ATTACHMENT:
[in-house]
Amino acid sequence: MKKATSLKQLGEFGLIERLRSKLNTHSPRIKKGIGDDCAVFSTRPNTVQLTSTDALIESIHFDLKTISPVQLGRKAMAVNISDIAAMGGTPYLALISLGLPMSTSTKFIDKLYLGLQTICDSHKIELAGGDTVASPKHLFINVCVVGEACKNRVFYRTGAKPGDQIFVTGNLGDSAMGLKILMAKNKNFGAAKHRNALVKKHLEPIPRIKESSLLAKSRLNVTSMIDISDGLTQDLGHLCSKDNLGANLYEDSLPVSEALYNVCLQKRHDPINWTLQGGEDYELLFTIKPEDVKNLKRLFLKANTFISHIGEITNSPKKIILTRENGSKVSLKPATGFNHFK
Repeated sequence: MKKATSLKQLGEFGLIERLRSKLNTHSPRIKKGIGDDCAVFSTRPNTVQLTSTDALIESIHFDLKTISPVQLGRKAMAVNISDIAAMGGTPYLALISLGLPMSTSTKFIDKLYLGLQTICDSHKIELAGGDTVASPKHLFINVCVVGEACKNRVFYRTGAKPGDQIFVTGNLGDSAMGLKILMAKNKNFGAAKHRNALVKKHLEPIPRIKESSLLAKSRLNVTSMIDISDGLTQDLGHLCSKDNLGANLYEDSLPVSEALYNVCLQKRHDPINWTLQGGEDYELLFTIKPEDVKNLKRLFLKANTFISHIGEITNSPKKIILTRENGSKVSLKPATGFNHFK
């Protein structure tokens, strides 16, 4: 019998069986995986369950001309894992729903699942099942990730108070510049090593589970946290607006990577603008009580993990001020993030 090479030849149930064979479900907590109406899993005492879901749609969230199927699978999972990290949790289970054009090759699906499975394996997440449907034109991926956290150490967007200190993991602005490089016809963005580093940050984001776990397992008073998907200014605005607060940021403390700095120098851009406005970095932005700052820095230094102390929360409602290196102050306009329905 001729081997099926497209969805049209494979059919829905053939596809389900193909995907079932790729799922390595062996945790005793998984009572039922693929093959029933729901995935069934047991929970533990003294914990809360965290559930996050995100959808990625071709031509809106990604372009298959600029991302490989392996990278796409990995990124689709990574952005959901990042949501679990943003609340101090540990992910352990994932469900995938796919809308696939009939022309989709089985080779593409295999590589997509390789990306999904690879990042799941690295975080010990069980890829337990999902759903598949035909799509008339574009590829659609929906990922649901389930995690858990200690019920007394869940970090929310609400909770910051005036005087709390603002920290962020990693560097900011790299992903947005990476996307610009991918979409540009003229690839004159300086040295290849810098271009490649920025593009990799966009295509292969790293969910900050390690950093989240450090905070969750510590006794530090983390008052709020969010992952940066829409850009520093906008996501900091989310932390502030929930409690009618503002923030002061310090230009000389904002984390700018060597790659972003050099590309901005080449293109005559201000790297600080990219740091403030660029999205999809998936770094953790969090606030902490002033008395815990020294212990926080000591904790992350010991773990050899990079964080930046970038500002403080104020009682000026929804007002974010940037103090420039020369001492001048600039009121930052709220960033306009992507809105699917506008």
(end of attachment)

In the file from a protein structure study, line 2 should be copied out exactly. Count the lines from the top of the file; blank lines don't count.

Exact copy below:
Amino acid sequence: MKKATSLKQLGEFGLIERLRSKLNTHSPRIKKGIGDDCAVFSTRPNTVQLTSTDALIESIHFDLKTISPVQLGRKAMAVNISDIAAMGGTPYLALISLGLPMSTSTKFIDKLYLGLQTICDSHKIELAGGDTVASPKHLFINVCVVGEACKNRVFYRTGAKPGDQIFVTGNLGDSAMGLKILMAKNKNFGAAKHRNALVKKHLEPIPRIKESSLLAKSRLNVTSMIDISDGLTQDLGHLCSKDNLGANLYEDSLPVSEALYNVCLQKRHDPINWTLQGGEDYELLFTIKPEDVKNLKRLFLKANTFISHIGEITNSPKKIILTRENGSKVSLKPATGFNHFK